Bentley moved with the majority of the racing department staff to Lagonda, which was recently saved from receivership by Alan Good. There, Bentley again went racing, and his Lagonda MG45 Rapide, won Le Mans in 1935. His 4,480 cc V12 engine was a masterpiece of engineering, developing 180 hp (134 kW).
After World War II, Lagonda was bought by David Brown, who combined it with Aston Martin. Brown had purchased Lagonda largely to gain Bentley's engineering expertise, and immediately placed his 2.6 L straight-6 engine under the bonnet of his DB2. This durable DOHC engine would continue in use at Aston through 1959. Bentley remained as an engineer at Aston Martin for a time, moving to Armstrong Siddeley Motors where he designed a twin overhead cam 3 litre engine before retiring.
W. O. married three times, first to Leonie who died in 1919, then to Poppy and finally in 1934 to Margaret. He had no children. Bentley died in 1971 as a revered patron of the Bentley Drivers' Club. His widow Margaret lived until 1989.
1971 Obituary 
Walter Owen Bentley, MBE (Fellow) of Guildford died on Aug 13. Born in 1888, he first became a premium apprentice at the Great Northern locomotive works at Doncaster.
Those apprenticeship days taught him the highest standard of workmanship, which was the hall-mark of his every creation.
After completing his apprenticeship he found that the locomotive, was likely to provide a restricted future, and almost reluctantly turned to the internal-combustion engine, first with two-wheeled vehicles, when tuning his Rex and Indian motor cycles, then graduating to four wheels, and 1910 saw him maintaining some 250 Unic Taxi cabs of the National Motor Cab Co.
In 1912, his brother joined him and together they acquired the British agency then distributing the French DFP car. During the next two years, he modified this staid family conveyance into a competition model, which invariably made fastest time in its class in any event in which he could participate, astounding the manufacturers, whom he persuaded to make up special pistons to his own specification, comprising mainly aluminium, a then entirely new metal for such a component.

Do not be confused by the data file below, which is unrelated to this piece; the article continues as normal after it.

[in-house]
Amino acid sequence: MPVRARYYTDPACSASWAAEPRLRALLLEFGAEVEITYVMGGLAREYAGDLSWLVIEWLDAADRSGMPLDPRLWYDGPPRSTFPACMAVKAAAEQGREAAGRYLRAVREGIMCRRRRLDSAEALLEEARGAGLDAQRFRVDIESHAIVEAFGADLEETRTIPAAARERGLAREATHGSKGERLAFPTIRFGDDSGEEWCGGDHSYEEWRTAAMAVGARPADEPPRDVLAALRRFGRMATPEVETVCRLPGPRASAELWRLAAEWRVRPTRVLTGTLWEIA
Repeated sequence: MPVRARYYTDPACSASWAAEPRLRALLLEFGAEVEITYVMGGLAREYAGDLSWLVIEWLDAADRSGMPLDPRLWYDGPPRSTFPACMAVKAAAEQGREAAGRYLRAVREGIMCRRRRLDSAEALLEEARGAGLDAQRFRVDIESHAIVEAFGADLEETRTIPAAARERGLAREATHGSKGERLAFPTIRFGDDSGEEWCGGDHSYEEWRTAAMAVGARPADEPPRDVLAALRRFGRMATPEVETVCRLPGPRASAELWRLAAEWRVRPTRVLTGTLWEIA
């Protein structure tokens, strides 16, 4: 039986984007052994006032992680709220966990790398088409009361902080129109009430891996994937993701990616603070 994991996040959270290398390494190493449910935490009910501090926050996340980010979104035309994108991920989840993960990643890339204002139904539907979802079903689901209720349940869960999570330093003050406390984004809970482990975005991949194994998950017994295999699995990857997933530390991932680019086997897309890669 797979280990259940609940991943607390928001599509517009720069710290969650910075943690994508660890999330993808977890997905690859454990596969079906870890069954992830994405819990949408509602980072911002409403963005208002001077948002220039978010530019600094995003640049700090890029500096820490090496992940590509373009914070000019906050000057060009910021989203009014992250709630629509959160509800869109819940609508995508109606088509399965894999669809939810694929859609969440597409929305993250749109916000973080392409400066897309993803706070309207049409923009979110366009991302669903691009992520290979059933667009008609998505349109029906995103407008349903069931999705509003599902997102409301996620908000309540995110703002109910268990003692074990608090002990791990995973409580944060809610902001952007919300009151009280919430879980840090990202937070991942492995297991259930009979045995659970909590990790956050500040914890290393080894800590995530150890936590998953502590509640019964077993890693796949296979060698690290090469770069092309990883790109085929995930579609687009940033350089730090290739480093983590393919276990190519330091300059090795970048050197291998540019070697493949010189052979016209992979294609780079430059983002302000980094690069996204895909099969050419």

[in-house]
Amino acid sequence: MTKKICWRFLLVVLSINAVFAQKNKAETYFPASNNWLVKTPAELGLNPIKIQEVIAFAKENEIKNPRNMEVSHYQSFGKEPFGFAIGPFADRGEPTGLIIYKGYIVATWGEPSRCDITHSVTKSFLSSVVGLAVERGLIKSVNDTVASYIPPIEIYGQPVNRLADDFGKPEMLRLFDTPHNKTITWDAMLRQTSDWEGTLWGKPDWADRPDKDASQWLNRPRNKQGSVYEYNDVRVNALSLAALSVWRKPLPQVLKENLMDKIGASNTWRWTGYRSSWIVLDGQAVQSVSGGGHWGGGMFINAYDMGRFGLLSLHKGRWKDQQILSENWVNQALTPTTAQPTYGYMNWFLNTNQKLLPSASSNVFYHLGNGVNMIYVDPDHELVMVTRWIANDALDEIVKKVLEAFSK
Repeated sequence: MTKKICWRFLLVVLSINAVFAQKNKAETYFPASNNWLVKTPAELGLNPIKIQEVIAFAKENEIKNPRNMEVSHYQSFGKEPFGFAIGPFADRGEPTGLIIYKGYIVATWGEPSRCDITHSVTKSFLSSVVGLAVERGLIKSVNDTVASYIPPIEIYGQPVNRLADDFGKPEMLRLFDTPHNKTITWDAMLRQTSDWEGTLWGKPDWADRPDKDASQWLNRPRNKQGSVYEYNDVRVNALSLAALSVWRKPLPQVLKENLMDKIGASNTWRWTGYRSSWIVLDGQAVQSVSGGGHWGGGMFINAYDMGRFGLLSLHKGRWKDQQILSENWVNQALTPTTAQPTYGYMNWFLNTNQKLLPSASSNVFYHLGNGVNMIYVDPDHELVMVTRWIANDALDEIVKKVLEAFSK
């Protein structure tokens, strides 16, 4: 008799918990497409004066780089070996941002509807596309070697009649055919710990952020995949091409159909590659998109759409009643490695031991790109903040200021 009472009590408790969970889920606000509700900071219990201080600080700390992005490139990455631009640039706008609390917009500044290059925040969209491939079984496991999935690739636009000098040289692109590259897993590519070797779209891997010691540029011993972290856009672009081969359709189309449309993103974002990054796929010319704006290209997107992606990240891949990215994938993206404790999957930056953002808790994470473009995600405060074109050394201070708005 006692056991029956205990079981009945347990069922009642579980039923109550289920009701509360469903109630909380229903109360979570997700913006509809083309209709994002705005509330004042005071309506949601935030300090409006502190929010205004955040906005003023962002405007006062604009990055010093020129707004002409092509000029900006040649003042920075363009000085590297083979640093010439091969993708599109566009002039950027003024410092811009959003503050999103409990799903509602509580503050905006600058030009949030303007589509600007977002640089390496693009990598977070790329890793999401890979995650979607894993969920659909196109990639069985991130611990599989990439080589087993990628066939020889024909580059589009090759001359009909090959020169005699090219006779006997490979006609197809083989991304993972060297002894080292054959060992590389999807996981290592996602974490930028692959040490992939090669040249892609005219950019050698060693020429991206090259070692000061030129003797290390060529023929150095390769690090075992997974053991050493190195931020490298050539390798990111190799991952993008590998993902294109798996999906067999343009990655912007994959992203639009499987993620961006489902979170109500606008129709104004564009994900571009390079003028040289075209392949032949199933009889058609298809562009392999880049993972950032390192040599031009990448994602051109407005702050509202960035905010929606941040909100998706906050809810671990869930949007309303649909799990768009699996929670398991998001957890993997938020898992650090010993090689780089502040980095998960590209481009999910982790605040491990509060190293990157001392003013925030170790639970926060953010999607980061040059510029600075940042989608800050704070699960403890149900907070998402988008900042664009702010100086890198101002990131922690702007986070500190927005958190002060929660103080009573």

In 1914, he became a lieutenant in the RNAS, where he introduced his aluminium piston to the aircraft manufacturers for fitting to their engines. Service with squadrons near the front showed him the necessity for the utmost reliability needed in the air, and it was not long before the first Bentley Rotary engines were being produced, the BR1, one of the most successful of Britain's first world war fighter aircraft units, and the later BR2 for which an order for 30 000 existed before hostilities ceased. With the return of peace, though order books were full, selling DFPs seemed a limited field for a talented designer, and by 1919 his first car engine, the 3-litre Bentley had appeared.
Bentley's company was taken-over by Rolls-Royce Ltd in 1931 and in 1933 a new form of Bentley emerged, but not of his design. Shortly after, he joined Lagonda's to improve their existing 4.5-litre model, and to evolve the latest Bentley design, a V12 Lagonda. Later came the new twin overhead camshaft 2.5-litre Lagonda, with independent suspension all round, which was subsequently fitted into the Aston-Martin.
W. O. Bentley enjoyed over 40 years of brilliant design and achievement. Always striving for mechanical perfection, his enthusiasm was aptly expressed in his autobiography (published by Hutchinson), when at the age of 69 he said, 'the world of high-performance cars is an especially tough one, and I should think it is going to be even tougher in the future. But, given the energy and ambition I had in 1919, in the context of 1957, I think I should have another go ... '